Life on the Dry Side: The real 'pilot' in Pilot Rock

Pilot Rock Elementary School staff circa 1971-72 (Virginia Carnes is in the top row): Front row, Barbara Rugg, Jeanette Hall, Jennifer Spray, Betty Mathews, Becky Hoeft and Don Bensel. Second row, Paralee Weinke, Jean Roberts, Elaine Abbot, Dora LaVelle, Gay Schnebly, Helen Sutherland, Anita Grove and Jan Friedly. Third row, Margaret Pilch, Jean Doherty, John Trigg, Virginia Spreckelmeyer Carnes, Mary Taylor, Jim Mehas, Mary Folkner and Jeannette Case. Contributed photo

Pilot Rock Mayor Virginia Carnes first moved to Eastern Oregon in 1960.

"If someone had told me at the time that I would live here for the rest of my life, I would have told them they were out of their minds."

Forty-eight years later, she can't imagine living anywhere else.

"I'm loving it," she said, "and every time I go to Seattle to visit my family, I can't wait to get out of the rat race and the congestion and get back home."

Born in Herman, Mo., she moved to Seattle in 1951 where she lived until her family moved to La Grande.

She enrolled at Eastern Oregon University in 1962 and graduated in 1966. Walt Hoff, who was superintendent at the time, hired her to teach at the elementary school.

"I met him at his office," she said, "and he told me he would drive me over to my new school. On the way, he paused in front of the abandoned school, which is located at the intersection of Highway 395 and East Birch. There were a lot of windows broken out at the time and he told me that if the budget passes next spring, we'll get new windows for your classroom."

Carnes said her heart sank a bit as she looked at the decaying building, but admitted she also was enthusiastic about getting her career started so, "What the heck, that's my building and that's my classroom," she said.

Then, with a twinkle in his eye, he continued on to Pilot Rock Elementary School and proceeded to introduce her to her real classroom.

She spent the next 34 years teaching Pilot Rock's children and begging for donations for all sorts of causes before retiring in 2000. The latter experience led her to the city council, to her stint as director of SMART, and, ultimately, to her current position as mayor.

"I even do a little substitute teaching now and then. Not long after I started subbing," she said. "I turned up in a high school classroom and there was one of my elementary school challenges. He looked up, somewhat startled, and said, "Good grief, my worst nightmare is back."

She loved teaching, she said, and never once met a throwaway kid. They were all very special.

She still keeps connected with her former students in a variety of ways, including through her legendary cake baking. She does wedding cakes and other similar specialties for friends and family. She not only bakes the cakes, she delivers them as well. One of her latest creations had seven tiers and an assortment of fountains.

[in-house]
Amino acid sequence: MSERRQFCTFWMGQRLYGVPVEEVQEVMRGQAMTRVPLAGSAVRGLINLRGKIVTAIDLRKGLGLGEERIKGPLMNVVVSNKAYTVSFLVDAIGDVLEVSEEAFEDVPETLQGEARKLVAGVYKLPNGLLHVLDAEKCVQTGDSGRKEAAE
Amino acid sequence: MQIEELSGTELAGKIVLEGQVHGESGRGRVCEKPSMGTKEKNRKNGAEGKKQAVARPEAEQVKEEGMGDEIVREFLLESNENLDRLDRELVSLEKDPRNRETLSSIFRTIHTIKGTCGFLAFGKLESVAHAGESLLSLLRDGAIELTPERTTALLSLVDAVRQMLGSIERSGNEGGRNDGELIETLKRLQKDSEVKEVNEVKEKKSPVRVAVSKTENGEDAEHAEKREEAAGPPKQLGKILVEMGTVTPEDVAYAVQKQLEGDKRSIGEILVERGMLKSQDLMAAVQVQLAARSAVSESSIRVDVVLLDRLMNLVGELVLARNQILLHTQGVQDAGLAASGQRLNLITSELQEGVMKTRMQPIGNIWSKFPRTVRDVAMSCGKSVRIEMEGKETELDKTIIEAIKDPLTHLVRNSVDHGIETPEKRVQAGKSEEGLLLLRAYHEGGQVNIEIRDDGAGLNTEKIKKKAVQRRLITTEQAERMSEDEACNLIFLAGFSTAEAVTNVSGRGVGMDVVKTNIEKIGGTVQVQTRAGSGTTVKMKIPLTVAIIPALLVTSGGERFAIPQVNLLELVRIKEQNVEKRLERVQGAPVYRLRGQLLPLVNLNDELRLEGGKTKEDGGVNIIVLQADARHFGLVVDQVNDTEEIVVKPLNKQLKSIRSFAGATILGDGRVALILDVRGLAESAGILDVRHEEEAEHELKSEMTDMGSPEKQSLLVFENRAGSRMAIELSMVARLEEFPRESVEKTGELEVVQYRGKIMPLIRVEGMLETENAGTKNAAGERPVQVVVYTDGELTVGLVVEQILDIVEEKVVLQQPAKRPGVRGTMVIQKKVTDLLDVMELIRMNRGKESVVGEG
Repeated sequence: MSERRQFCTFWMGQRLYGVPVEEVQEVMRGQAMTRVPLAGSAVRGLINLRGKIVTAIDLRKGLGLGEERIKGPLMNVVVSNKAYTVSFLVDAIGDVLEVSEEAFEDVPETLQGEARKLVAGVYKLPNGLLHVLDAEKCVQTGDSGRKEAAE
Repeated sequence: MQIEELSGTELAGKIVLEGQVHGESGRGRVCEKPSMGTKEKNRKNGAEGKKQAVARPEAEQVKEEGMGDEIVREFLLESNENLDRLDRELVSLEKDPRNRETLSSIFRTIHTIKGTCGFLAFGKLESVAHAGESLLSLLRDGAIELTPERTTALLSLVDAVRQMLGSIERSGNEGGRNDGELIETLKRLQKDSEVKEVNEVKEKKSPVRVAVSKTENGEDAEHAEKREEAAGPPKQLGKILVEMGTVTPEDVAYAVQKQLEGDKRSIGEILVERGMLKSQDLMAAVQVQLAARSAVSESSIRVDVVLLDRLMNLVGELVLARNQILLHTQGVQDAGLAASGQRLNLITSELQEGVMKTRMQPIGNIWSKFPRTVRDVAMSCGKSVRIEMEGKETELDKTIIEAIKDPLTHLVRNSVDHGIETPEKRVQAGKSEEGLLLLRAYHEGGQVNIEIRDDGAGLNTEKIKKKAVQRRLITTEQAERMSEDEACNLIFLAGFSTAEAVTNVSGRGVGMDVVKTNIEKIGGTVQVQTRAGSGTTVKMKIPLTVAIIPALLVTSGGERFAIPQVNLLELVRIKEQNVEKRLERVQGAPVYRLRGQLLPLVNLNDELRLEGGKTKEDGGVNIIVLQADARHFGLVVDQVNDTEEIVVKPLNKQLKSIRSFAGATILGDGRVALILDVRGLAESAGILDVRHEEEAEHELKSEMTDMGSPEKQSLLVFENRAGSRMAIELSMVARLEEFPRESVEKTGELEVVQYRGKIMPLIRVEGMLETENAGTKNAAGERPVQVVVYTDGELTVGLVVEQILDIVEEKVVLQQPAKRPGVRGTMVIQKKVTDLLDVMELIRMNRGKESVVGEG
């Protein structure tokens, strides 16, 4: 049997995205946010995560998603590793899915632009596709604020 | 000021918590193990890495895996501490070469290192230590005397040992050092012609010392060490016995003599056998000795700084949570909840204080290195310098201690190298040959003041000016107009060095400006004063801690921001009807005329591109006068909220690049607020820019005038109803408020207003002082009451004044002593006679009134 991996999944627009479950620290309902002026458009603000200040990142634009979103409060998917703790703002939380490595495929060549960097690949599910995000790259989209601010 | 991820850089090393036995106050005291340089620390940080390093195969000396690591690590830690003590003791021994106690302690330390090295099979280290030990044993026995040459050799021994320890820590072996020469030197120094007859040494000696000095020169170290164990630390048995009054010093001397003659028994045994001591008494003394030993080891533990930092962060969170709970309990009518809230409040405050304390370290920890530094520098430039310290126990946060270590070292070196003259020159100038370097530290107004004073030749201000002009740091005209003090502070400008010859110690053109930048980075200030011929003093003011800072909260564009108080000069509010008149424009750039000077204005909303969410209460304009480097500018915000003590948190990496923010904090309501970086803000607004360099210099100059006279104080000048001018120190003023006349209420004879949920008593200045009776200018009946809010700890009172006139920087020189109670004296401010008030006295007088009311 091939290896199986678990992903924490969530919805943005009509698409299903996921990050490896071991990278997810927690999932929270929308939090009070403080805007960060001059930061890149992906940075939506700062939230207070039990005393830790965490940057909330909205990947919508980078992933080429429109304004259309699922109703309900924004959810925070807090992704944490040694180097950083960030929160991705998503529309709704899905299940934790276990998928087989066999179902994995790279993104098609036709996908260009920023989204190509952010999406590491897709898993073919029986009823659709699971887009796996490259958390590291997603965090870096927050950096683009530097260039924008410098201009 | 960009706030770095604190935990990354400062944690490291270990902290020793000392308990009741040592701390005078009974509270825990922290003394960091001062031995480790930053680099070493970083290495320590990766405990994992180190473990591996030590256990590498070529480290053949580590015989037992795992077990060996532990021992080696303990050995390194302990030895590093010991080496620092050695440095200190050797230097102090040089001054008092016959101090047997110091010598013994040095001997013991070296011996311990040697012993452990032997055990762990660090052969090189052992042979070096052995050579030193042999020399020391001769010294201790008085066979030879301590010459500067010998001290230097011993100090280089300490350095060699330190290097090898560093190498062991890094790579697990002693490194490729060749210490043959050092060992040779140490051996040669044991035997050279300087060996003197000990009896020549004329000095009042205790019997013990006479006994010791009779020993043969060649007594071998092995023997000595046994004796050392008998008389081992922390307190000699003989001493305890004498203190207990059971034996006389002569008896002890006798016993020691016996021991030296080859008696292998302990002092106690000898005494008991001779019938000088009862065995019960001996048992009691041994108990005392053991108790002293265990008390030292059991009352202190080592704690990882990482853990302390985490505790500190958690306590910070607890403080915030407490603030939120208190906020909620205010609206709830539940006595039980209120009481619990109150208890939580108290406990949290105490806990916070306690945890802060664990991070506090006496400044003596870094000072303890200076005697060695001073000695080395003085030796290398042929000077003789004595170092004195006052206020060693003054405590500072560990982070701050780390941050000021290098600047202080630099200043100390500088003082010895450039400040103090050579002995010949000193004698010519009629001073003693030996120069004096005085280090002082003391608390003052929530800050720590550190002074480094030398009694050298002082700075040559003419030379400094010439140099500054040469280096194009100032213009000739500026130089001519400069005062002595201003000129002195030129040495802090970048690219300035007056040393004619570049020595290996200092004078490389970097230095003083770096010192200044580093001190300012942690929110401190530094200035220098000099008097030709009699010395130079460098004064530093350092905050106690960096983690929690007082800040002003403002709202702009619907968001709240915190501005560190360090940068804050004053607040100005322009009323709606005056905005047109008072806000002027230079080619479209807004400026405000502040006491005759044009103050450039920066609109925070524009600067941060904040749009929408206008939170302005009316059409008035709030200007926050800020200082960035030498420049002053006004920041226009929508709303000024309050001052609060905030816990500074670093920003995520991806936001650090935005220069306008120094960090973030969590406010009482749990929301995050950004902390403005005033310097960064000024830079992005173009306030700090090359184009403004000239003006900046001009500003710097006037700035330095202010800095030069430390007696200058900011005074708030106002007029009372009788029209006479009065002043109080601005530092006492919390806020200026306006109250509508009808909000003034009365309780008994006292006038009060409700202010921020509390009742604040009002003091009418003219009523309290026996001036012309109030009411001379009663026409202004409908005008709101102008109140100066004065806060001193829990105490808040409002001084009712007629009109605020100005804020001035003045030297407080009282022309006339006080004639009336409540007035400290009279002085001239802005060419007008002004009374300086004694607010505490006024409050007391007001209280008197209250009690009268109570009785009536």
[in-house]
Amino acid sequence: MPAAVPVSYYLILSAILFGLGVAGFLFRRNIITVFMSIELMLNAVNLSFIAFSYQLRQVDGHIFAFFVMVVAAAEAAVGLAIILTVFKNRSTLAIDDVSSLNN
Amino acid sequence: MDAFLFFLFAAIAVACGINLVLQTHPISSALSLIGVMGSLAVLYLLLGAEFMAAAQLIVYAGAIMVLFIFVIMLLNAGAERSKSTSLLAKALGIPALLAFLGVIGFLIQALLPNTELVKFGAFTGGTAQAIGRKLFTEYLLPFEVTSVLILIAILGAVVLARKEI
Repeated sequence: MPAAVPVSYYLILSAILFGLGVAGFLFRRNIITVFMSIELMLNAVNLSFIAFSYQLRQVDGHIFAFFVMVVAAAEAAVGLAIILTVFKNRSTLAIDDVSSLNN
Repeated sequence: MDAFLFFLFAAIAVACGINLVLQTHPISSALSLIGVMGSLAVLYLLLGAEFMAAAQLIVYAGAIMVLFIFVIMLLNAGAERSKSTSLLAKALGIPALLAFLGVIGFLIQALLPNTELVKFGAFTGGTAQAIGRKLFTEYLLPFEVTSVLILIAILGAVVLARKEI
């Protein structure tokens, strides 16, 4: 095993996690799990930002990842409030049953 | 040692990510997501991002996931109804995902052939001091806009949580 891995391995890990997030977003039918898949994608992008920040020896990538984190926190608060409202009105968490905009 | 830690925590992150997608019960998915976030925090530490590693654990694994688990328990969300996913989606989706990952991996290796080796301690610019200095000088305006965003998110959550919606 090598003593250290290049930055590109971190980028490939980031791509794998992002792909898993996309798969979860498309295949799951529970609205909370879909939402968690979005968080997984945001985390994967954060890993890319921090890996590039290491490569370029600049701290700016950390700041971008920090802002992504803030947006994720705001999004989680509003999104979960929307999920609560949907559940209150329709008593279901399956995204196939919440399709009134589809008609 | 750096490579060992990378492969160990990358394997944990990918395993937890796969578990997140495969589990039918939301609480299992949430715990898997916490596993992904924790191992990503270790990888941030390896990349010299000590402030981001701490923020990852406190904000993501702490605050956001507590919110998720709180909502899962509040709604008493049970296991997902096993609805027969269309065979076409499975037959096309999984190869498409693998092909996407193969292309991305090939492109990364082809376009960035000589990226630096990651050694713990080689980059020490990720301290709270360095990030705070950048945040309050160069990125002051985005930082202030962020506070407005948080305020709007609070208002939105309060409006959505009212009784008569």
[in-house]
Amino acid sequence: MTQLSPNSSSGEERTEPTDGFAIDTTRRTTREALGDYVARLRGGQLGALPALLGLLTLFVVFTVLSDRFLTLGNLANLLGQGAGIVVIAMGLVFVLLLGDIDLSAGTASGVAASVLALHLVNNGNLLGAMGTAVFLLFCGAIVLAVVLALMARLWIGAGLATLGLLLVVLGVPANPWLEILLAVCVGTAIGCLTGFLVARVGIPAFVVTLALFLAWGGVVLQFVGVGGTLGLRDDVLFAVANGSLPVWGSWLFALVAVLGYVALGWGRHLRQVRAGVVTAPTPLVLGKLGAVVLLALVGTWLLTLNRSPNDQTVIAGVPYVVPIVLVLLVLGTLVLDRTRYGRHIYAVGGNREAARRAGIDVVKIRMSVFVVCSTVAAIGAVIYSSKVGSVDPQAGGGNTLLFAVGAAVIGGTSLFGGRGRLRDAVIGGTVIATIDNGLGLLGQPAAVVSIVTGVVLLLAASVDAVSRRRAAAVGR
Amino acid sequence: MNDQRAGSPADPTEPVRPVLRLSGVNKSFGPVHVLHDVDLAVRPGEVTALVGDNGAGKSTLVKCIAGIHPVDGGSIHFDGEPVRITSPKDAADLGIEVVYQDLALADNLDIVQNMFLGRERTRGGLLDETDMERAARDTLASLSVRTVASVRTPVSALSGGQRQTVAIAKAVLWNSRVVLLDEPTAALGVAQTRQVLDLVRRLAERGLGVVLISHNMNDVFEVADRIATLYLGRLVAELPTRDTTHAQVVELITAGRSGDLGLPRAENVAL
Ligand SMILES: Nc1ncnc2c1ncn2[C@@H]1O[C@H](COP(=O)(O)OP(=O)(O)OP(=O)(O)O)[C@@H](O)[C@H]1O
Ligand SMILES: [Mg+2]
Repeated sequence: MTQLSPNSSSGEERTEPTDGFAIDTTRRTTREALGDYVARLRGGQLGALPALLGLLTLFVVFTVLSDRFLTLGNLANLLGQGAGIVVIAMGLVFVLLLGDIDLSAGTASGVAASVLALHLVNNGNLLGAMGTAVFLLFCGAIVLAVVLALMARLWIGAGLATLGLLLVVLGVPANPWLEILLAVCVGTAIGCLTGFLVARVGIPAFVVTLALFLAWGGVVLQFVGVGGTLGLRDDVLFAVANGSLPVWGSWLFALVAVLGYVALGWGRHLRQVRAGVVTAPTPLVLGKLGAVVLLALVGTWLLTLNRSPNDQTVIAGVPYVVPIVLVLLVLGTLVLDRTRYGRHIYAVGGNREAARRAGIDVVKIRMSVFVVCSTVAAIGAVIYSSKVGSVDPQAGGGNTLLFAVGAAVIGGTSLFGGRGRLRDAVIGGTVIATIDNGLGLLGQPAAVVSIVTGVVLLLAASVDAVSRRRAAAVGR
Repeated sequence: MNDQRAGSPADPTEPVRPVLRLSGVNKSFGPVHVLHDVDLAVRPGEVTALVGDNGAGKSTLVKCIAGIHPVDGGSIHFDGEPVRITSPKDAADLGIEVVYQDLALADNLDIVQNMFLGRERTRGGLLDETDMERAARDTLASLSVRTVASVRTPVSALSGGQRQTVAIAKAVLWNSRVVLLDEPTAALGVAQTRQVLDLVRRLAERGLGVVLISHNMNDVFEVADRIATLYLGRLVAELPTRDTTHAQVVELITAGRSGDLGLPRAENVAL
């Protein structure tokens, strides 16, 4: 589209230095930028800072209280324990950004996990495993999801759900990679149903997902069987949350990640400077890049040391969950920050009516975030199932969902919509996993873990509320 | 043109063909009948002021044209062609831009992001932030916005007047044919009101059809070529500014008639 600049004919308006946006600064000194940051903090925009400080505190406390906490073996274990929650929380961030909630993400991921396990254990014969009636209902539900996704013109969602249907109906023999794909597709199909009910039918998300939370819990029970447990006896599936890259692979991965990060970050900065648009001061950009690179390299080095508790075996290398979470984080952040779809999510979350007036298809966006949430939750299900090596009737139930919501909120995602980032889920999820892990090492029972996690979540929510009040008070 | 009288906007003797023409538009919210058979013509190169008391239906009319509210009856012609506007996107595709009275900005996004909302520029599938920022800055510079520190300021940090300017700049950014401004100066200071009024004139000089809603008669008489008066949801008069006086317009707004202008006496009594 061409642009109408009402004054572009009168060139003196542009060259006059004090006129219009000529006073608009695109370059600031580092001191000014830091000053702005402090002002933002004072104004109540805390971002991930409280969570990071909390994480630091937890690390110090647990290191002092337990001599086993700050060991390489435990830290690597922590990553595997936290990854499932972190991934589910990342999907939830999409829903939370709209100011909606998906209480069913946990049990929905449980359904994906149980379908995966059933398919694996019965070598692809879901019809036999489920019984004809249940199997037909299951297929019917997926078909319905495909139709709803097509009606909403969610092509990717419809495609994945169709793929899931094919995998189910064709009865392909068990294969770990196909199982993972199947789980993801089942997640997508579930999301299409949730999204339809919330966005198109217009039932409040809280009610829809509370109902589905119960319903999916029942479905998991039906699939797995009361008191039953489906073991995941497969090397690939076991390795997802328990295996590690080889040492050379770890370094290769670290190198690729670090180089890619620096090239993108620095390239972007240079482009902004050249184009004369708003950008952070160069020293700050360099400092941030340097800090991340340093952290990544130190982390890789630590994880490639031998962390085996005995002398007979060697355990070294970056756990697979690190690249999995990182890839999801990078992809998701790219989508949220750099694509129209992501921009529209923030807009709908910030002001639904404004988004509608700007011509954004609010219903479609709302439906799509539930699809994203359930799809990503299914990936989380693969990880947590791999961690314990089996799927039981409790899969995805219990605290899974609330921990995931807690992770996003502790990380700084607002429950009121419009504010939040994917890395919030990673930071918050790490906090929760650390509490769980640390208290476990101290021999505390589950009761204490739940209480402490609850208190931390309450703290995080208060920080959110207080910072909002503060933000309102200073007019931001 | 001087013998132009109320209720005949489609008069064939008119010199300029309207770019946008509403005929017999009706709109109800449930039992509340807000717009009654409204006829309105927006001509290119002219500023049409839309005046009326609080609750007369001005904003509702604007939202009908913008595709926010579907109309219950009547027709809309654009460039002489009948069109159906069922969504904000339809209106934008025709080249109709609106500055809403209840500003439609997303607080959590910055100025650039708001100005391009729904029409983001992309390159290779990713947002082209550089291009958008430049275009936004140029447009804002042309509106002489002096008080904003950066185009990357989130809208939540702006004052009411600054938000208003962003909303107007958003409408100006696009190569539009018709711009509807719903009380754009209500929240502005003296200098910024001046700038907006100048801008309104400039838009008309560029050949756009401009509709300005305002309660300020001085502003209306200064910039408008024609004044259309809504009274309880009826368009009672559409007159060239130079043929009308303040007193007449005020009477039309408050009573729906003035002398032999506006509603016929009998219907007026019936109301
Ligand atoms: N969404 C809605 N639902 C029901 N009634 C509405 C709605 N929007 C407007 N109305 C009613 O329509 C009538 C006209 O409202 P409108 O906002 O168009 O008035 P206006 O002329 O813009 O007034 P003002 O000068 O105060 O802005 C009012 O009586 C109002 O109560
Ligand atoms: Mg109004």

Carnes often bakes wedding cakes for her former students. Not long ago, she baked a cake for a bride with limited means. When the bride saw the cake, she burst into tears.

"I could never have afforded a cake like that," she said, as she hugged her former teacher.

A month or so ago, we editorialized about the amazing saga of Pilot Rock and how it somehow manages to bounce back from adversity and take another step forward as it transforms itself from a logging community and a mill town to something else.

The burned-out section of the old Masonite plant is still there and Kinzua Resources certainly is still very much a presence, but hundreds of timber and production-related jobs are gone.

And while the destination still is not totally defined, through the leadership and energy of Mayor Carnes and others, the community certainly has demonstrated a will to succeed at a time when other rural communities are letting fate take its course.

Now, she's integrally involved in a visioning program that involves City Manager Paul Koch.

"There's lots of energy being generated around our efforts," said Carnes.

She said she and Koch both believe they are well on the way to getting a sense of community back. And both agree the way to rebuild America is one community at a time.

"It's going to happen in towns like Pilot Rock where people genuinely care about each other," she said.

Speaking of small communities, one of her favorite activities is serving on the Umatilla County Tourism Committee, which highlights and promotes 12 small communities in this area.

With five step-daughters and 11 grandchildren, Carnes nevers runs out of things to do with her family or her community. She's involved with almost every group in Pilot Rock and even serves on the Arts Council of Pendleton.

When she retired, she bought an embroidery machine to fill her idle hours. Eight years later, she's hoping to learn how to use it before it becomes obsolete. George Murdock is editor & publisher of the East Oregonian. He can be reached at 278-2671 or

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